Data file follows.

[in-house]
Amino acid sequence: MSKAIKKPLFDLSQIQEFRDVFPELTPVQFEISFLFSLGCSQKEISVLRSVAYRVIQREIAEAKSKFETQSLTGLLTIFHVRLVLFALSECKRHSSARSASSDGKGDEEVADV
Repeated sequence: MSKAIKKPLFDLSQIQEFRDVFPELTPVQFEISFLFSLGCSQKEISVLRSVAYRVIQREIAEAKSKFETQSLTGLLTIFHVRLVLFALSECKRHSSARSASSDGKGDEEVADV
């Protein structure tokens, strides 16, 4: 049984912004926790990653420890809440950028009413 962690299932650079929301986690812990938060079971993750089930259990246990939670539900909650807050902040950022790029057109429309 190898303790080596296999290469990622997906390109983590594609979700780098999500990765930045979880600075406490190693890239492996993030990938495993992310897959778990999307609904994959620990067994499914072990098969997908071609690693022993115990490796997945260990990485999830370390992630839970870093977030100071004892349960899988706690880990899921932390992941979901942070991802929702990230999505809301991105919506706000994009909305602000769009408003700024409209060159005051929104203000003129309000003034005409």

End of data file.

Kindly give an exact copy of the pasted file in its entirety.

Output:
[in-house]
Amino acid sequence: MSKAIKKPLFDLSQIQEFRDVFPELTPVQFEISFLFSLGCSQKEISVLRSVAYRVIQREIAEAKSKFETQSLTGLLTIFHVRLVLFALSECKRHSSARSASSDGKGDEEVADV
Repeated sequence: MSKAIKKPLFDLSQIQEFRDVFPELTPVQFEISFLFSLGCSQKEISVLRSVAYRVIQREIAEAKSKFETQSLTGLLTIFHVRLVLFALSECKRHSSARSASSDGKGDEEVADV
């Protein structure tokens, strides 16, 4: 049984912004926790990653420890809440950028009413 962690299932650079929301986690812990938060079971993750089930259990246990939670539900909650807050902040950022790029057109429309 190898303790080596296999290469990622997906390109983590594609979700780098999500990765930045979880600075406490190693890239492996993030990938495993992310897959778990999307609904994959620990067994499914072990098969997908071609690693022993115990490796997945260990990485999830370390992630839970870093977030100071004892349960899988706690880990899921932390992941979901942070991802929702990230999505809301991105919506706000994009909305602000769009408003700024409209060159005051929104203000003129309000003034005409």